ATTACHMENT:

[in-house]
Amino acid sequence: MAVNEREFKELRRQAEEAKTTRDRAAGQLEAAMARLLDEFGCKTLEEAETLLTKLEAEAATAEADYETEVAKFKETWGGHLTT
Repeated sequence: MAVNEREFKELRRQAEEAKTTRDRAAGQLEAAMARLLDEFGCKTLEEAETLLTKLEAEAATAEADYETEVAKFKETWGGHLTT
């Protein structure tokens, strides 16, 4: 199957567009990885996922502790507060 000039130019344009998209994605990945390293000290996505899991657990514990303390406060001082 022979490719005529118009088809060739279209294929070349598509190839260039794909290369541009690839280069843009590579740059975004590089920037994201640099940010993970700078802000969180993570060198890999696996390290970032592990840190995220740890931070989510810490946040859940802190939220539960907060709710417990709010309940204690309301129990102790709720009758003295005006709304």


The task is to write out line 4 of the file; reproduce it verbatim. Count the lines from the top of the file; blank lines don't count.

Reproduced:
């Protein structure tokens, strides 16, 4: 199957567009990885996922502790507060 000039130019344009998209994605990945390293000290996505899991657990514990303390406060001082 022979490719005529118009088809060739279209294929070349598509190839260039794909290369541009690839280069843009590579740059975004590089920037994201640099940010993970700078802000969180993570060198890999696996390290970032592990840190995220740890931070989510810490946040859940802190939220539960907060709710417990709010309940204690309301129990102790709720009758003295005006709304």